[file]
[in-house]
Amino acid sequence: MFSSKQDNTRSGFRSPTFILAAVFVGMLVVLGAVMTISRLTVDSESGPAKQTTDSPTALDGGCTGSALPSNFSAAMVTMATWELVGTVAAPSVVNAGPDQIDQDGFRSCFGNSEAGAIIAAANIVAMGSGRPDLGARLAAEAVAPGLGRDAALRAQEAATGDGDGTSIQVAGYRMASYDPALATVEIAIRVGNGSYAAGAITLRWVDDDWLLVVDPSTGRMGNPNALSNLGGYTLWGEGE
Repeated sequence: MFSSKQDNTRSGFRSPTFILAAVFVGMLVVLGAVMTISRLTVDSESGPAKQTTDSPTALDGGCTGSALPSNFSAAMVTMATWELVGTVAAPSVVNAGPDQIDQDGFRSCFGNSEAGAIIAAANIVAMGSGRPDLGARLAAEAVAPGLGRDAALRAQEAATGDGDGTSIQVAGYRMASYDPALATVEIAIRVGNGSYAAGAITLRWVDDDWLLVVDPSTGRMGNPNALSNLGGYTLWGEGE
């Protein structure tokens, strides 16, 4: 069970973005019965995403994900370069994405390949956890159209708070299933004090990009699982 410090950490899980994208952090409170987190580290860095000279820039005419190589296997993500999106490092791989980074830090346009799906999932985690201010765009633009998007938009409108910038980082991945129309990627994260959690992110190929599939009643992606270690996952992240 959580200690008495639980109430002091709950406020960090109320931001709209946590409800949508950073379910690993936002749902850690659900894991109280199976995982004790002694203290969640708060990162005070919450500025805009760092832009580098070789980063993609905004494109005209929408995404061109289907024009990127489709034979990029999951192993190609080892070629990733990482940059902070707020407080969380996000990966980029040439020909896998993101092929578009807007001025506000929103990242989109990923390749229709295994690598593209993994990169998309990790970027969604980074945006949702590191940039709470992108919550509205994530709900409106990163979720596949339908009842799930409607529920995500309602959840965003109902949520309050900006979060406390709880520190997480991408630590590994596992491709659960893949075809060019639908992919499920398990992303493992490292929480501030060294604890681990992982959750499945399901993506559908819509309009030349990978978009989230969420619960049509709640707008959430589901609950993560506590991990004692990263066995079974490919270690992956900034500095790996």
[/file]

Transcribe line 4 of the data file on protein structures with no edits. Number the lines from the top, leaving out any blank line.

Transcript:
């Protein structure tokens, strides 16, 4: 069970973005019965995403994900370069994405390949956890159209708070299933004090990009699982 410090950490899980994208952090409170987190580290860095000279820039005419190589296997993500999106490092791989980074830090346009799906999932985690201010765009633009998007938009409108910038980082991945129309990627994260959690992110190929599939009643992606270690996952992240 959580200690008495639980109430002091709950406020960090109320931001709209946590409800949508950073379910690993936002749902850690659900894991109280199976995982004790002694203290969640708060990162005070919450500025805009760092832009580098070789980063993609905004494109005209929408995404061109289907024009990127489709034979990029999951192993190609080892070629990733990482940059902070707020407080969380996000990966980029040439020909896998993101092929578009807007001025506000929103990242989109990923390749229709295994690598593209993994990169998309990790970027969604980074945006949702590191940039709470992108919550509205994530709900409106990163979720596949339908009842799930409607529920995500309602959840965003109902949520309050900006979060406390709880520190997480991408630590590994596992491709659960893949075809060019639908992919499920398990992303493992490292929480501030060294604890681990992982959750499945399901993506559908819509309009030349990978978009989230969420619960049509709640707008959430589901609950993560506590991990004692990263066995079974490919270690992956900034500095790996």